Adding Actions to the Looker-Authored Actionhub
This page discusses how to extend Looker's official, open-sourced Action Hub codebase with your own actions. Note that you can also register independent action hub servers with your Looker instance, as an alternate way to integrate custom actions.
We've tried to make it as simple as possible to add a new action to Looker's official Action Hub.
To get started contributing a service you'll need to install:
Be sure to review the official Action Hub docs before diving in to the details here.
Currently there are three "levels" to which an action can apply in Looker –
dashboard. These values correspond to the
supported_action_types of an action. For example, the Segment action is query level, which means it will be available from the Send and Schedule menus. (In the future there may be other ways to operate on a query in Looker, but the idea is that the action shouldn't need to do anything differently to support that). The Twilio Message action is a
cell level action so it appears via the "..." menu append to each cell's data in the result table. Cell level actions are essentially the same as the existing LookML "data action", but provided via the action API. These actions need to specify tag information in their
requiredFields property, and the relevant fields need to be tagged via the LookML
tags parameter. The SendGrid action is a dashboard level action. These actions support receiving an full dashboard image. An action can support multiple types if needed.
When actions are enabled in the Looker instance they can be given global config values indicated by the
params property in the action definition. This is useful for settings like client_id or bucket name. The settings can also be bound to a particular user attribute, which will dynamically substitute the value of that attribute at runtime. This is useful for providing settings at the group or individual user level, without exposing the values to end users.
A design requirement for our action server is to be completely stateless, so storing any information in the action application is not allowed. Any information needed to fulfill the action must be provided along with the action payload. Params allow us to accomplish this by keeping all state and credentials in Looker.
Regarding the format of the data payload, the ActionRequest class defines all data that will be available for the action to work with (it also supplies sevel helper functions). For
query type actions, the request will contain an
attachment that can be in many formats. The action can specify particular
supportedFormats (including just a single one) and work with that data how it pleases. The most verbose one is the
json_detail format, which contains copious metadata typically used by the Looker frontend (example here). But, you can also pick CSV or Excel or let the user decide the format.
For complete testing, you'll probably want to try your action in a real Looker instance. You can do this by visiting
/admin/actions?edit=true in your instance, then scrolling to the buttom and pressing the "Add Action Hub" button. Input the URL and Authorization token (ACTION_HUB_SECRET) of your development server. This server will need to be accessible from the Looker host and use a valid SSL certificate, so deploying to a service like Heroku can help keep things simple.
Running an Action Hub service locally:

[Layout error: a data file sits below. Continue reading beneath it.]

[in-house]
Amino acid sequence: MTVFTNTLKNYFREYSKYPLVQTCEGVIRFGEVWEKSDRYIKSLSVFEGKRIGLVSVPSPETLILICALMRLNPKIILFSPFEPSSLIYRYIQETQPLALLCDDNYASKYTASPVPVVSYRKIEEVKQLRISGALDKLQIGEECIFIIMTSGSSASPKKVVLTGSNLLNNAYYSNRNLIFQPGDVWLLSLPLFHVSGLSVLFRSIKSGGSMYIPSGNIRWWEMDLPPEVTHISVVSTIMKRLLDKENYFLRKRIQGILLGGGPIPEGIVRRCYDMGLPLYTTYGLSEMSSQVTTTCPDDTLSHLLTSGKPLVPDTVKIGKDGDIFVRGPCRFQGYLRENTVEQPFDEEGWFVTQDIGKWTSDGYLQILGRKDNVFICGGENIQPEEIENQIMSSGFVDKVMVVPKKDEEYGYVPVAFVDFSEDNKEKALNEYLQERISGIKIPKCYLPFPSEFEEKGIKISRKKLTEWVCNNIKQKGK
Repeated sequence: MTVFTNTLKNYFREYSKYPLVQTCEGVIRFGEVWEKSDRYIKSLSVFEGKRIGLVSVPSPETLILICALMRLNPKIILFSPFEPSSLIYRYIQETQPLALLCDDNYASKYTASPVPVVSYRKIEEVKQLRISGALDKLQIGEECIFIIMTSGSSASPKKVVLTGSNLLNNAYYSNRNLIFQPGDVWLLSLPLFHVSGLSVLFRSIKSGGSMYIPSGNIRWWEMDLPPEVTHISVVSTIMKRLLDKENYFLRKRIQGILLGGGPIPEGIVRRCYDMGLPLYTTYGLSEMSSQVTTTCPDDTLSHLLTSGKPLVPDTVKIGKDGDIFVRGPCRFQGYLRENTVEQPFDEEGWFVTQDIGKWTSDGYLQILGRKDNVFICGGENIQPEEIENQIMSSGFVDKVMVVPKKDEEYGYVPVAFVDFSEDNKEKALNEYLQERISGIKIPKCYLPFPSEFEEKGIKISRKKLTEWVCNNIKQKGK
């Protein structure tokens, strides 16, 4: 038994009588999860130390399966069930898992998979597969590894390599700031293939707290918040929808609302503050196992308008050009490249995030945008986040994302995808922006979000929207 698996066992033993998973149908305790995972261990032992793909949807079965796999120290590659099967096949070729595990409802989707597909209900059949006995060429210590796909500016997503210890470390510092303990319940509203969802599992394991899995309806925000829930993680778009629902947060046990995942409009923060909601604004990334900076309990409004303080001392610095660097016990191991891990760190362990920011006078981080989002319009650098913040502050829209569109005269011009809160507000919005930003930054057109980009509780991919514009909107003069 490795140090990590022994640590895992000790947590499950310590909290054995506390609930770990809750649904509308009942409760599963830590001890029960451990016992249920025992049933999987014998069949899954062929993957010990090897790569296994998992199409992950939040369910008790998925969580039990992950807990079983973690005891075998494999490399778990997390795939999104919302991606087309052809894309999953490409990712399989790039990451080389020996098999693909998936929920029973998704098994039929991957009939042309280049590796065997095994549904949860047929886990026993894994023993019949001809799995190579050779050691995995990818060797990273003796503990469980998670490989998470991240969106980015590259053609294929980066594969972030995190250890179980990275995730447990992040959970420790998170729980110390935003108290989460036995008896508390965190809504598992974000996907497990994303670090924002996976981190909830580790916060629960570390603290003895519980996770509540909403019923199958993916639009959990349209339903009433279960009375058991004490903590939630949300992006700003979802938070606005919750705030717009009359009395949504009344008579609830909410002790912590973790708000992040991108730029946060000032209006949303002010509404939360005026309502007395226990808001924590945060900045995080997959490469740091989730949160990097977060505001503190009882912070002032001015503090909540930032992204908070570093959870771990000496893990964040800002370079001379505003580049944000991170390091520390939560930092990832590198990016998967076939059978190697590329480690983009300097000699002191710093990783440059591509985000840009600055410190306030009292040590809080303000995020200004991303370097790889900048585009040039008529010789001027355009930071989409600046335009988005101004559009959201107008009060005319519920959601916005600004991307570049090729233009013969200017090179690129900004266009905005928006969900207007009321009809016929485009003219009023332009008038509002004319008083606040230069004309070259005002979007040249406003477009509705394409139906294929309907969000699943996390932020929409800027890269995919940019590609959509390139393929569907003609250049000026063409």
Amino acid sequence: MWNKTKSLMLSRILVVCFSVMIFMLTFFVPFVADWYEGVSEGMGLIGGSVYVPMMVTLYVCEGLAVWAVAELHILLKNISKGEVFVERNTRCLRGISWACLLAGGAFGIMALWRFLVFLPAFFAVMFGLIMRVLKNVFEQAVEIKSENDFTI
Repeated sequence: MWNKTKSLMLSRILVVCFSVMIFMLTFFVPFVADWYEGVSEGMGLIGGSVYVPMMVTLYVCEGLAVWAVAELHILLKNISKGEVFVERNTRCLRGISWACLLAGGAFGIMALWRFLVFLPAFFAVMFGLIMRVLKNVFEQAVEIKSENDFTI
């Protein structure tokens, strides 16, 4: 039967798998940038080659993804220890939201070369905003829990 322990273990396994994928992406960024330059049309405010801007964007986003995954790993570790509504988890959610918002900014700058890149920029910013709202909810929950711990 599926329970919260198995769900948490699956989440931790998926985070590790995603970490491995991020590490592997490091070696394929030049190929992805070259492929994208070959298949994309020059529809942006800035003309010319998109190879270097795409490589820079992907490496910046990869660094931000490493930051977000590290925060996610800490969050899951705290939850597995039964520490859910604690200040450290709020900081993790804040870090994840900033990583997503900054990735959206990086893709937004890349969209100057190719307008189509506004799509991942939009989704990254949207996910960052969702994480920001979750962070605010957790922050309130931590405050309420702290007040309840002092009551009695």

Clone this repo and install dependencies. If you are familiar with GitHub, you may wish to create your own fork of the repo first, and do your development in a new branch.
git clone firstname.lastname@example.org:looker/actions.gitgit checkout -b my_new_branchyarn install
Create a config file based on the provided example. You can change the values as needed but the defaults are sufficient for development.
Start the service. This uses
nodemon which automatically restarts the server when you make code changes.
If all goes well you will see a message saying the Action Hub is listening. You can confirm this by visiting the base_url:port in your web browser to see a status page.
Add a new action:
Write a new action in
We recommend using the existing code as a guide. Many common use cases already have examples in the repository. The Action API docs are also a useful reference.
If your action code uses dependencies from npm not yet included in the project (such as API client SDKs), add those to the package.json with:
yarn add my-action-dependency
Add an icon to
Add the action to
Add a test to
Add the test to
Add a README.md to
src/actions/my_actions_groupexplaining the purpose and means for authentication. Screenshots can be helpful.
Run tests with
As discussed above, you can attach your custom Action Hub server to a Looker instance in order to fully test the new action in the Looker UI. Note however that Looker requires a trusted HTTPS connection to Action Hub. You can temporarily modify the framework server code to implement this (advanced), or set up a reverse proxy such as nginx or ssl-proxy, or deploy to a service like Heroku or your own corporate infrastructure.
Submit a PR
After your action has been tested, you can submit a PR to the
looker/actions repo in GitHub.
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Then create your pull request with the looker/actions repo as your target.
Looker will review your action code. Looker reserves the right to decline your PR, but can help you with any issues you have and offer suggestions for improvement. Looker then merges the code into the looker/actions repo and deploys it to actions.looker.com. Once deployed, it will become available to everyone who uses Looker.
More information about publishing actions or deploying a private Action Hub for production use is available here: https://docs.looker.com/sharing-and-publishing/action-hub
Please don't hesitate to reach out to Looker Support or your Success team contacts with questions about action development.